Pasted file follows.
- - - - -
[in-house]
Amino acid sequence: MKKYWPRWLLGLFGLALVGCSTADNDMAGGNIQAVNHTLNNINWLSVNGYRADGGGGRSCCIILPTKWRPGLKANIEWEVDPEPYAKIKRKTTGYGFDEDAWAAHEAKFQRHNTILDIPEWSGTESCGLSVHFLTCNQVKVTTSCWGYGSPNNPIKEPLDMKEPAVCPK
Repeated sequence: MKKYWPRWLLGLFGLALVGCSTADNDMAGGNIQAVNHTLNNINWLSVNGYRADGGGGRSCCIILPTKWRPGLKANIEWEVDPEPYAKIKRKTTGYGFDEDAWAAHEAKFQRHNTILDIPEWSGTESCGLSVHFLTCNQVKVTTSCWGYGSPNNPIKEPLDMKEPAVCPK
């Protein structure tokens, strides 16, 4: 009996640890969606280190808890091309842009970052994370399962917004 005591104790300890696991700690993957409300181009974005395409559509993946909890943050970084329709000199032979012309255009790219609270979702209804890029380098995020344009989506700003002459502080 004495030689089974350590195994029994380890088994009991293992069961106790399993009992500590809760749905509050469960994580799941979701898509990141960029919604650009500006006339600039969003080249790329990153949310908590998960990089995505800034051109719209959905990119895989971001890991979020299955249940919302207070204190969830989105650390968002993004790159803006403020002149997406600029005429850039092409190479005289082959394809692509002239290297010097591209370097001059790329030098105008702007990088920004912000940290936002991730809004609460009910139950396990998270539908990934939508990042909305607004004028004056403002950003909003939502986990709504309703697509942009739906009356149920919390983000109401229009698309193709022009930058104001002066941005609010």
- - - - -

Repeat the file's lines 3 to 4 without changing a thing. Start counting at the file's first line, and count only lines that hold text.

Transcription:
Repeated sequence: MKKYWPRWLLGLFGLALVGCSTADNDMAGGNIQAVNHTLNNINWLSVNGYRADGGGGRSCCIILPTKWRPGLKANIEWEVDPEPYAKIKRKTTGYGFDEDAWAAHEAKFQRHNTILDIPEWSGTESCGLSVHFLTCNQVKVTTSCWGYGSPNNPIKEPLDMKEPAVCPK
């Protein structure tokens, strides 16, 4: 009996640890969606280190808890091309842009970052994370399962917004 005591104790300890696991700690993957409300181009974005395409559509993946909890943050970084329709000199032979012309255009790219609270979702209804890029380098995020344009989506700003002459502080 004495030689089974350590195994029994380890088994009991293992069961106790399993009992500590809760749905509050469960994580799941979701898509990141960029919604650009500006006339600039969003080249790329990153949310908590998960990089995505800034051109719209959905990119895989971001890991979020299955249940919302207070204190969830989105650390968002993004790159803006403020002149997406600029005429850039092409190479005289082959394809692509002239290297010097591209370097001059790329030098105008702007990088920004912000940290936002991730809004609460009910139950396990998270539908990934939508990042909305607004004028004056403002950003909003939502986990709504309703697509942009739906009356149920919390983000109401229009698309193709022009930058104001002066941005609010």